555. Hydroelectric. Bioplastic. Flexistentialism » Recreational Flamethrowers. Last night at fire spinning practice at the “City Museum”: we got to test a new flamethrower.
It was good, because like in any group, tensions can ocasionally get high, misunderstandings can cause hurt feelings, and a group feels growing pains as it trys to find out how it wants to handle the dangers (quite literal dangers, in this case) of having more people around. One of my fellow spinners was not very happy due to the tension, and the fact that his propane tank was empty. He had brought with him version 2 of a large recreational flame thrower that he wanted to test, but was out of gas. The flamethrower design is simple. Online : LED Wall looks cool, is large. Homemade Gift Series #1: Vanilla Extract. For the last few years, one of the most prized possessions in our pantry has been a gigantic bottle of imported Mexican vanilla extract.
It’s not that imitation stuff that you get on sale at the store, with weak vanilla flavor and added sweetener. This stuff is pure unsweetened vanilla extract. It makes pies and cookies and homemade ice cream and sweetbreads and cakes and countless other things we make at home sublime. A month or so ago, I noticed that our big bottle was finally running low. The synpad. The SynPad is a position sensitive midi drum pad that you can build yourself using simple materials and tools for around 50 UK pounds (depending on what materials you already have, and how many pads you want to make.) The idea was to produce a pad which can detect where on the pad you have hit it as well as how hard, so that the synth it is driving can modulate the sound continuously according to the x and y coordinates of the strike.
The design is pretty simple - you could easily build one over a weekend using basic wood and metalwork tools (i.e. for cutting and drilling). All the software I've written for it is open source, so as long as you have or can set up a linux based computer (or have the skills to adapt the software to another platform), you could get up and running pretty quickly. Arduino-based talking & remote thermometer. March 4, 2009 AT 12:24 am Fun Arduino-based talking & remote thermometer, Solder In The Veins writes - After recently getting my hands on an Arduino Duemilanove, I came across this Sketch on Arduino Playground that allowed an Arduino to function as a temperature measuring device with the addition of a few cheap and easily obtainable components.
Deciding to take things a step further, I wrote a Python script to create a DIY temperature measuring device that could be used both locally, via the command line, as well as remotely, using a googlemail account to check the temperature of a room. You can grab a copy of this script, called “Ardthermo”, from the Software page. This article should give all the info you need to know to build this little project for yourself and make use of the Ardthermo script. Related No comments yet. Sorry, the comment form is closed at this time. Online : $28 huge cheap whiteboards. Online : PVC skater dolly. Online : DIY Van de Graaff generator. Online : Low voltage tube headphone amp. AVR Freaks. Online : MIDI kit test-drive. MAKE contributor Michael Una posted a review of Highly Liquid’s MD24 kit which converts MIDI events over to an array of 24 +5V outputs - The new MD24 falls into the latter category.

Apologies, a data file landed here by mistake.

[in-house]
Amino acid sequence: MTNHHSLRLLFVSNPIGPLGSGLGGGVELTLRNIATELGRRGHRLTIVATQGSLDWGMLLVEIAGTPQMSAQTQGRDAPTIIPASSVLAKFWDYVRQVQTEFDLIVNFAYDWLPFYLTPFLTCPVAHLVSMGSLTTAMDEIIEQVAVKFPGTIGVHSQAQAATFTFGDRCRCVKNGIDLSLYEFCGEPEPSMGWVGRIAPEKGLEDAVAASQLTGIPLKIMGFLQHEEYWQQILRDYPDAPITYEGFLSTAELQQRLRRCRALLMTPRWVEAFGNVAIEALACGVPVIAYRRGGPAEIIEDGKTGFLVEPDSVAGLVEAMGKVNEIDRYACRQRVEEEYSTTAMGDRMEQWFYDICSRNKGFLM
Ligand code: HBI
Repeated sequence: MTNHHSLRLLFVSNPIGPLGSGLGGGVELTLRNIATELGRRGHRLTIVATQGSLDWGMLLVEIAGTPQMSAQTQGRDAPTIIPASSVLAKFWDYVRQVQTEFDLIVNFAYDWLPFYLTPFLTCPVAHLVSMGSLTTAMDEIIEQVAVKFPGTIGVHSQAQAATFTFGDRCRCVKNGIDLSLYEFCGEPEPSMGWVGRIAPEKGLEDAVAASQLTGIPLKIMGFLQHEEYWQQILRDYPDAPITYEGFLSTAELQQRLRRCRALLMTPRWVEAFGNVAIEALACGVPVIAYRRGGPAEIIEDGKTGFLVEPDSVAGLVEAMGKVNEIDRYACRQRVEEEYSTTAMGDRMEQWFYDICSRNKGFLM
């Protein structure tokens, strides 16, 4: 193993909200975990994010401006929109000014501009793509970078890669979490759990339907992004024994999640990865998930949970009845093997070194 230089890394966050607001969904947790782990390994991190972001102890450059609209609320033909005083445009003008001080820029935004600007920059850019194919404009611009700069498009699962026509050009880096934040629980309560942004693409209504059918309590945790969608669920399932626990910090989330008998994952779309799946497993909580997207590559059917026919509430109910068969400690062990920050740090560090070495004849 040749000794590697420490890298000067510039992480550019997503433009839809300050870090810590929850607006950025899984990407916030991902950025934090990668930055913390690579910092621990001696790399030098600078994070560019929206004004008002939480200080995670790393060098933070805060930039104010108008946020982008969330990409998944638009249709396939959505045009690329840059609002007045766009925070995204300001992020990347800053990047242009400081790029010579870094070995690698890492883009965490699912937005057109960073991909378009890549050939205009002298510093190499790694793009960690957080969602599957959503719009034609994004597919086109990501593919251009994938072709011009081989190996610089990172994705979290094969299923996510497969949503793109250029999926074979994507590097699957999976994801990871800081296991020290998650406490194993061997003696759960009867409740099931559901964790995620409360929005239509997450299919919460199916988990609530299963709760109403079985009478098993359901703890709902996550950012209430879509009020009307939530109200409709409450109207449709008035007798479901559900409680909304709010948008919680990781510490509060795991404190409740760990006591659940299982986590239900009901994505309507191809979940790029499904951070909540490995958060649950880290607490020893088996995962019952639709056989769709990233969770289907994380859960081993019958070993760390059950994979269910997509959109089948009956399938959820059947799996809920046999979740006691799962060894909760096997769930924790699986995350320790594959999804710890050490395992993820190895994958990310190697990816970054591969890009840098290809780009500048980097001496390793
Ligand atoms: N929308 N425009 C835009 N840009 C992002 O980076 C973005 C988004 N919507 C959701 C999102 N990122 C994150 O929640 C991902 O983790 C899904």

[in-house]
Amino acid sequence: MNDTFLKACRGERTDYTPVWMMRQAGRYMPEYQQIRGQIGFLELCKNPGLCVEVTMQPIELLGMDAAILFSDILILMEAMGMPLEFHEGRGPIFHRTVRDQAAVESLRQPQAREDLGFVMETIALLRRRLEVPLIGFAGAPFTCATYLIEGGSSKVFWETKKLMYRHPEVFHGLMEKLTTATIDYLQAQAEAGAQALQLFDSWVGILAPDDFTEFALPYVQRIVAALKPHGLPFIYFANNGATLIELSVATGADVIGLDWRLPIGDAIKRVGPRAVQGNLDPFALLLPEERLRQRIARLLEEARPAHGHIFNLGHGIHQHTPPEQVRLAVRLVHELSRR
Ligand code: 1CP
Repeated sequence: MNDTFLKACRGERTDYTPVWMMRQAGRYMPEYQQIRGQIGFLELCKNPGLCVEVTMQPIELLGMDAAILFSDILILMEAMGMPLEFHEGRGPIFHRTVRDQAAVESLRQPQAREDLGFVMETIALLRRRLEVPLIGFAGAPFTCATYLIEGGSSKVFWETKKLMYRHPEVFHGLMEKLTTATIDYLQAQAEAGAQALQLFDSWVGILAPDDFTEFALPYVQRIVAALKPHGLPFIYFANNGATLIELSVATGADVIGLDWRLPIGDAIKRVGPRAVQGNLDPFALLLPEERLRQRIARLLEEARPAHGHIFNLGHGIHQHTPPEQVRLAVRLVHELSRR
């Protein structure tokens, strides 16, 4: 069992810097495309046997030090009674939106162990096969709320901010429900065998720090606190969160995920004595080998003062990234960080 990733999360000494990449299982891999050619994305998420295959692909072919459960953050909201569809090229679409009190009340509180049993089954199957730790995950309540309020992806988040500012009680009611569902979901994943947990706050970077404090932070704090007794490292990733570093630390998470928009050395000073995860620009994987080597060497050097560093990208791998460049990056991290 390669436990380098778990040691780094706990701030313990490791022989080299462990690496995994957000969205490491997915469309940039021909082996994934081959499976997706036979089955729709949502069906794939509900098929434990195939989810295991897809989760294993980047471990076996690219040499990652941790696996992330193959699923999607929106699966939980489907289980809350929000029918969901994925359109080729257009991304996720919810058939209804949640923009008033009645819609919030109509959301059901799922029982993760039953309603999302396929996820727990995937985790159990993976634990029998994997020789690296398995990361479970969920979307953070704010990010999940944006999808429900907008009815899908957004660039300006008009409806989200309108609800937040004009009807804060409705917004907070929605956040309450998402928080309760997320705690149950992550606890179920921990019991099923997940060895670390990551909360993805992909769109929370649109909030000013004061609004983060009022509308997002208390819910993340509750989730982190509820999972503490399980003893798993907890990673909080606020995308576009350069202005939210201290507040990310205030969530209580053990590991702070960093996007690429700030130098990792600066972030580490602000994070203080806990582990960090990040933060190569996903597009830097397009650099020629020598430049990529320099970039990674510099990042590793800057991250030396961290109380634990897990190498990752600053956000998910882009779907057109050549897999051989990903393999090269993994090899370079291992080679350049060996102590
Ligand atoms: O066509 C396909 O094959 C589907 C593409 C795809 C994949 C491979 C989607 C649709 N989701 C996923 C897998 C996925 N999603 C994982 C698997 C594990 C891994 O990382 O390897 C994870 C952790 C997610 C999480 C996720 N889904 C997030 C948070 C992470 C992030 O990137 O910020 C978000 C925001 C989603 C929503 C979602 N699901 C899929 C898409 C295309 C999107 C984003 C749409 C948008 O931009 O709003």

It takes a MIDI input and gives you 24 discrete +5V outputs that can be used to drive relays, transistors, or servo motors. Functionally, the MD24 is similar to HighlyLiquid’s MSA-T or MSA-R kits, except that you now have 24 outputs instead of just 8- a significant improvement. More over at Create Digital Music. Online : How-To: Upright electric bass from a 2x4.
Online : Regular GPS not accurate enough? Try RTK-GPS! Online : Synth sequencer from an LED kit. MirlitronOne explains how to turn a Velleman MK107 LED Running Light kit into a simple 8-step sequencer for use with analog synthesizers.
A handy kit hack, but it’s also not too much work to build one from scratch. Related: Sequence it!! Collin Cunningham Born, drew a lot, made video, made music on 4-track, then computer, more songwriting, met future wife, went to art school for video major, made websites, toured in a band, worked as web media tech, discovered electronics, taught myself electronics, blogged about DIY electronics, made web videos about electronics and made music for them … and I still do! Collin@makezine.com. Online : Fun with cellphone feedback. Dino sent us this vid demonstrating some potential audio effects resulting from landline-to-cellphone delay times.
Strictly speaking “reverb” is usually considered as sound delays with no discernible separation – but hey, who’s counting? Online : Build an autonomous bassline generator. Online : How-To: Transistor tester. Online : Sequence it!! Something I’m excited about these days is rhythmically interfacing incompatible musical components like my analog modular synthesizer with a Casio SK1 Keyboard and a Barbie Karaoke machine.
One tool that has helped me do this is the 8 step, 4 channel sequencer pictured above. The sequencer is based on a 555 timer and the 4017 decade counter. It’s got a low part count and is easy to build. Mounting all of the switches was by far the most difficult/expensive part but beside that it’s easy/cheap. The schematic below is what I used for the sequencer (click to enlarge). Online : Helping hand upgrade. Online : How-To: Recycled wine bottle torch. Online : Resistor reference card. The Technology of Wah Pedals. Version 1.7 9/27/99 - More wah circuits, how and why the classic wah works, and some mods, plus connections to human voice info Copyright 1999 R.G.
Keen all rights reserved. No permission for local copies or posting from web sites other than The stock "wah" pedal has been around since at least the early 60's.